Guest Blog: School Closures
Updated: Oct 26, 2020
Today's blog comes from our very first guest blogger, Kirsty. A secondary Maths teacher, exploring teachers current roles during the COVID-19 pandemic.
In this unprecedented and strange time, there is a lot of talk and pressure surrounding the opening of schools. As we
know, schools are open, just not for everyone. Our role has now changed to ‘care provider’ rather than ‘educator’, although the media seems to forget this, I know. However, we have also become so much more. We are offering support to students however we possibly can, we are here to support their families and offer reassurance and help, and we are here to support and serve our local communities. We are to be the calm in this storm, and it will end. We will return to some form of normality, even if it is a new normality. As human beings we are adaptable, and as teachers we are versatile. We are familiar with being reactive and flexible; it is our normality to modify lessons, conversations, interactions, environments and so much more. We are prepared for this ever-changing time, more so than we probably realise.
Note: I have already said we are human beings. Homo sapiens. Intelligent life form, although we know, at times, we question our sanity and intelligence!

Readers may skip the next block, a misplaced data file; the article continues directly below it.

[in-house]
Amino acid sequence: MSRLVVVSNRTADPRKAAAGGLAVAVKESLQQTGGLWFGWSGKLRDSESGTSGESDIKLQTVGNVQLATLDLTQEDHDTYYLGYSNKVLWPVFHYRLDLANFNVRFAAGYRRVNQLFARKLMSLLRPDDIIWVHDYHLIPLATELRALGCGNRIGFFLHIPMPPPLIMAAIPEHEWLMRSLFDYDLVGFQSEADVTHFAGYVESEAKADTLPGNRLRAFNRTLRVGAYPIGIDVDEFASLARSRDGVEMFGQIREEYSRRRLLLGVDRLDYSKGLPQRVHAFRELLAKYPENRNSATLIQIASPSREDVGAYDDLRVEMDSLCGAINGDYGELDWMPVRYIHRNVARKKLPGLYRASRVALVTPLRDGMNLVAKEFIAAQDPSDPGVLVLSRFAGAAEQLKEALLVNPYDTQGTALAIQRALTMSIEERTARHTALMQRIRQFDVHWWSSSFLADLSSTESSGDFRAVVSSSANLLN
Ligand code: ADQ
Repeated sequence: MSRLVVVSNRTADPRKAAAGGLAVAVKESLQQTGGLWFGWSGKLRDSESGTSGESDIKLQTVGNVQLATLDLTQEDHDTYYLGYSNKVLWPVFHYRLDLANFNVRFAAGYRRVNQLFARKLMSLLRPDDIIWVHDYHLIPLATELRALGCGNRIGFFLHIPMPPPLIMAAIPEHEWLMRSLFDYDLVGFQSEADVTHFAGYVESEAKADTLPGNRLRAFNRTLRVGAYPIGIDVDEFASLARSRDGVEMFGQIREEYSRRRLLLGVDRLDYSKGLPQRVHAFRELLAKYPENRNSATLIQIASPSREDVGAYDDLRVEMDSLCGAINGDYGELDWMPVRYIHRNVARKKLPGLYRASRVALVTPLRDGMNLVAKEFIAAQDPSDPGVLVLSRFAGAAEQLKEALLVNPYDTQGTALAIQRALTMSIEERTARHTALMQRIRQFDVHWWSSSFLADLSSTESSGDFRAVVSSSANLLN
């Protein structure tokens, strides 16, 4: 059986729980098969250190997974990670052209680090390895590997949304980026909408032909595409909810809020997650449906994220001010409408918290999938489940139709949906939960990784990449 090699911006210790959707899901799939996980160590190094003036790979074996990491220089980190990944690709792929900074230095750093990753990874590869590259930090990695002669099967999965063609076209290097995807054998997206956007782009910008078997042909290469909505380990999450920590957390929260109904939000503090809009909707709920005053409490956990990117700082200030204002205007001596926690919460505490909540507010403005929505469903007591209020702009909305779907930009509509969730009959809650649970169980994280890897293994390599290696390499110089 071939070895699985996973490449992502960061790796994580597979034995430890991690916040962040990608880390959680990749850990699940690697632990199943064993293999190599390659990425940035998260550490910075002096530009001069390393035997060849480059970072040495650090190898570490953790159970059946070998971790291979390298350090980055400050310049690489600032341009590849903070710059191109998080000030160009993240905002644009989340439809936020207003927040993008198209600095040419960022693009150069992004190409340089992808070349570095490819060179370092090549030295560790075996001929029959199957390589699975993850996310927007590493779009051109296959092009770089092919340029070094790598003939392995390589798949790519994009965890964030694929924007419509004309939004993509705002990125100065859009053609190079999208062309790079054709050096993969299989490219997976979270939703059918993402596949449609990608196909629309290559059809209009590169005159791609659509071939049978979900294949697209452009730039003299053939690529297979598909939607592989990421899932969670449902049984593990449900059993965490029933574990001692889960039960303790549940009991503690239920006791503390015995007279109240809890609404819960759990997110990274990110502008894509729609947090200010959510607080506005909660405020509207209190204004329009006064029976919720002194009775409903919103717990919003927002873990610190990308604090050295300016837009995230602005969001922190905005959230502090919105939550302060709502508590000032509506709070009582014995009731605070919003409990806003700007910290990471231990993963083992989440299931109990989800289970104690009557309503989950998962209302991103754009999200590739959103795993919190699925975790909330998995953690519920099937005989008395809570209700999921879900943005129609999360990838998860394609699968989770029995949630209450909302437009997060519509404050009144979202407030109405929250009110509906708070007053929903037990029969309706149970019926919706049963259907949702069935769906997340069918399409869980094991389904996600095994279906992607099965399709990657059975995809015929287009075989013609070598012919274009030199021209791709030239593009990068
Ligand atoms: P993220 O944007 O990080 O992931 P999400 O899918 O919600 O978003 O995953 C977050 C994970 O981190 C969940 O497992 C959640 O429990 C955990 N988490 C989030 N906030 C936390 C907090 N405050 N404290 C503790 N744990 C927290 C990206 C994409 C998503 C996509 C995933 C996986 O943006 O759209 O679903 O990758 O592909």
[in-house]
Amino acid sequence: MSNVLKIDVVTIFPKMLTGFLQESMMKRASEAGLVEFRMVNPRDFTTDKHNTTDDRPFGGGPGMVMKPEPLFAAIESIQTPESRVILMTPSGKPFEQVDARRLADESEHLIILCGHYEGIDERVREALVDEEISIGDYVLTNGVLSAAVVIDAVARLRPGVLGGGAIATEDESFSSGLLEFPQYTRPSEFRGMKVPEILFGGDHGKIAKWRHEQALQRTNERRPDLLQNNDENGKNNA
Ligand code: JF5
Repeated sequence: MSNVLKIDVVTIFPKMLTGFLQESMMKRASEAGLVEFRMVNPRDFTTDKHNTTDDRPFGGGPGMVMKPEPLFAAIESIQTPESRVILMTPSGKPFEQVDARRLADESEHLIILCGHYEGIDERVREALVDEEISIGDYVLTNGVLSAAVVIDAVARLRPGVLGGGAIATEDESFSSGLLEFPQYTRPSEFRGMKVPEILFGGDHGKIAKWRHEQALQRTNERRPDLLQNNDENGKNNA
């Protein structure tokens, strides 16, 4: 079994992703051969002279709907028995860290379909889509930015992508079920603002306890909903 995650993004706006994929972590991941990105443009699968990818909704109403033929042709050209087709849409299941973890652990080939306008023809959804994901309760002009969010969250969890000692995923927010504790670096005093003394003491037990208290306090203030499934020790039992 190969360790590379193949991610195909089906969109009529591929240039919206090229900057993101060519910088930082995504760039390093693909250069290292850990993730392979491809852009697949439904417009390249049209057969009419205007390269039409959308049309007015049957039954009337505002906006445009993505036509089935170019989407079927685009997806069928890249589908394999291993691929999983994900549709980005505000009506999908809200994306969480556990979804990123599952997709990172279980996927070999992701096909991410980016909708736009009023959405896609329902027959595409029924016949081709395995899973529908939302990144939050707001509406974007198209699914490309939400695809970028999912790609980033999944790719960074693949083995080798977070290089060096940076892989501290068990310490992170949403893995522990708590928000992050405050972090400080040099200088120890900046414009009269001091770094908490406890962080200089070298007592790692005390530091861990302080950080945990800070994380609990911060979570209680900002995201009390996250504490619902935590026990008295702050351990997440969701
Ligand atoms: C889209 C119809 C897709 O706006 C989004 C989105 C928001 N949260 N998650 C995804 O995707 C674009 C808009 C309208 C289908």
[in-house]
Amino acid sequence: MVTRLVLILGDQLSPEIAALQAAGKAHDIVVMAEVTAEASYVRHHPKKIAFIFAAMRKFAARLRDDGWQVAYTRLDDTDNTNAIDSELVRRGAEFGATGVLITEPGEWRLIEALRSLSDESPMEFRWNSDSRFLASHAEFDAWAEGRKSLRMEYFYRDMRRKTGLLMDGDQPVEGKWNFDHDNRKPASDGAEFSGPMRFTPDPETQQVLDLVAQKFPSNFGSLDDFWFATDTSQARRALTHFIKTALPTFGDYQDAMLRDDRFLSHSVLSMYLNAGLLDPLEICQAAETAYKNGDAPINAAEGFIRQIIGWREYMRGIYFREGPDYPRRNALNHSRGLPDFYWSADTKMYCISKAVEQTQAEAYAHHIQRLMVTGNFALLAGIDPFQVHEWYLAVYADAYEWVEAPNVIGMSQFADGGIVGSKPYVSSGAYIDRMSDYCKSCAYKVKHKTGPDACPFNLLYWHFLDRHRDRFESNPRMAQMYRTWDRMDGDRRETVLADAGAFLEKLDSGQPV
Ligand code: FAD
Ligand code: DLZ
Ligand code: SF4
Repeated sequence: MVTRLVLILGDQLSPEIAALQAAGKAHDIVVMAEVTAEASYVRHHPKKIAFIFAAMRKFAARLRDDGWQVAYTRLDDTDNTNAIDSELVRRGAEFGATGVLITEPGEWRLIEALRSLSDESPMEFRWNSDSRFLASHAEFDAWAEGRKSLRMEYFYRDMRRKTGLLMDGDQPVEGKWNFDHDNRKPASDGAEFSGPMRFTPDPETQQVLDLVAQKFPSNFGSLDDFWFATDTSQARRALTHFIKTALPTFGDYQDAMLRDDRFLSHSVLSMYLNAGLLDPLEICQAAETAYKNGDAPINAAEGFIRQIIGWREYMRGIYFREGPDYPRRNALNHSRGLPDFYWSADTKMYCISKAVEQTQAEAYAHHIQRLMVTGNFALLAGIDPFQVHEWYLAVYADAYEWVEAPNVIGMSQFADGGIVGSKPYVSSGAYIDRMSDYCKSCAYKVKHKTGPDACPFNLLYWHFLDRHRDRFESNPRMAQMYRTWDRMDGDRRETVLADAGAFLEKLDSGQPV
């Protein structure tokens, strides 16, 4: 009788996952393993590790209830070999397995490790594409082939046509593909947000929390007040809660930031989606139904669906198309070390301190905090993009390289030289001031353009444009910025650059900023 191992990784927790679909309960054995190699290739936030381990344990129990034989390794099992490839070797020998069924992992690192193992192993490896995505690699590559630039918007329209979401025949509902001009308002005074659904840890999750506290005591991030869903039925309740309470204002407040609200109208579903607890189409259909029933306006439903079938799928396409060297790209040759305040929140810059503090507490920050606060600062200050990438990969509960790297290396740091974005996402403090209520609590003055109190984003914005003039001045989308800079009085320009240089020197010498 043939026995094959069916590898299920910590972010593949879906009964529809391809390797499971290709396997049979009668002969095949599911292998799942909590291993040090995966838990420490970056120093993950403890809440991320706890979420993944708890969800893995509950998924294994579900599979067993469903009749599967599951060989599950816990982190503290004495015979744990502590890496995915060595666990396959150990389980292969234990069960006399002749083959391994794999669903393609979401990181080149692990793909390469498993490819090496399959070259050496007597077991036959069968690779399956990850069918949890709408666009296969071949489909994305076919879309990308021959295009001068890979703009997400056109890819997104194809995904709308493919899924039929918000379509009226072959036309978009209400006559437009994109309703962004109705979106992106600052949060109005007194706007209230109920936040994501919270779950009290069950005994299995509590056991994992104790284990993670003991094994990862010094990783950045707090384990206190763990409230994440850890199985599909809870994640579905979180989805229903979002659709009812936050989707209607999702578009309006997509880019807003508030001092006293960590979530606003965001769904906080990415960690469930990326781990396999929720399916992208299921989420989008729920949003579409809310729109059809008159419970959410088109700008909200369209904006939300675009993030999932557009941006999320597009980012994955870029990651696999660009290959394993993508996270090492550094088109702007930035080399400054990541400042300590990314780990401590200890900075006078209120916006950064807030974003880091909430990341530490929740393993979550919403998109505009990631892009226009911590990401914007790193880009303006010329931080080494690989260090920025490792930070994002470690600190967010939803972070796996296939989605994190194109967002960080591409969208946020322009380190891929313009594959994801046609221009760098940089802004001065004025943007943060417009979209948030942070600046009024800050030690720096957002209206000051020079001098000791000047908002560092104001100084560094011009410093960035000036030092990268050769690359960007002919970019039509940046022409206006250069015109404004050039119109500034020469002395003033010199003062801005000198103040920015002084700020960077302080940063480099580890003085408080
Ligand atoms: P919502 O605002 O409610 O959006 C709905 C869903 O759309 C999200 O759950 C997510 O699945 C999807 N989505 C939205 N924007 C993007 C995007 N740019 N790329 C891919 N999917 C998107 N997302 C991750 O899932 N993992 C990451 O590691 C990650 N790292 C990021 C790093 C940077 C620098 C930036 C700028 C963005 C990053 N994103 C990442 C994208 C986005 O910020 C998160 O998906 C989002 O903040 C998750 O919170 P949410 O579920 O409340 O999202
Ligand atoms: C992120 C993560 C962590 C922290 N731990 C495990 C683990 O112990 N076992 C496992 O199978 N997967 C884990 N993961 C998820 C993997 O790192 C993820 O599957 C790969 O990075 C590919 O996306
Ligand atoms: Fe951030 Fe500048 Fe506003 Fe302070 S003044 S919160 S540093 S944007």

We all have families, friends, neighbours and communities who we worry about, and we are allowed to worry. We are allowed to be anxious. We are allowed to be scared. We are allowed to look after ourselves. We are allowed to look after our mental health. Just remember, if you aren’t looking after yourself, you cannot look after others. We are allowed to say, ‘not today’ and spend the day in our pyjamas or go for the 2pm nap. For those blessed with children, you can decide there will be no ‘home school’ today. We are allowed to be tired even though we feel like we haven’t ‘done much’. We are allowed to wonder how we used to function at school!
“Schools will reopen on June 1st!” Will they? “Social distancing is possible in schools!” Are you sure?
These are just a few comments that I have seen or heard on social media. It is scaremongering at its best. It is from people wanting to be proactive rather than reactive. It is from people twisting the words of others. It is said with the best of intentions. It is said with the worst of intentions. Teachers have been slated for ‘sitting at home with full pay’, and teachers have been praised for helping ensure that key workers are able to go to work. We must remember, nobody can ever win a war with social media, so maybe we should stop trying! Take it with a pinch of salt...easier said than done of course! I have every confidence that school leaders are going to advise us of our next steps when they know what they are. We know that we are strategically planning for students to return to the classroom. We will do what we can to minimise the impact of this time. We will research and try to learn from those countries who have already gone through this battle. And we will do it all whilst looking after each other. Teachers are teachers because they want to be. You cannot survive being a teacher without a want to teach, a need to help and a passion for the art of education. The school community is made up of some of the most dedicated people I will ever have the pleasure of knowing and so education is still in safe hands, even if a little break has been needed.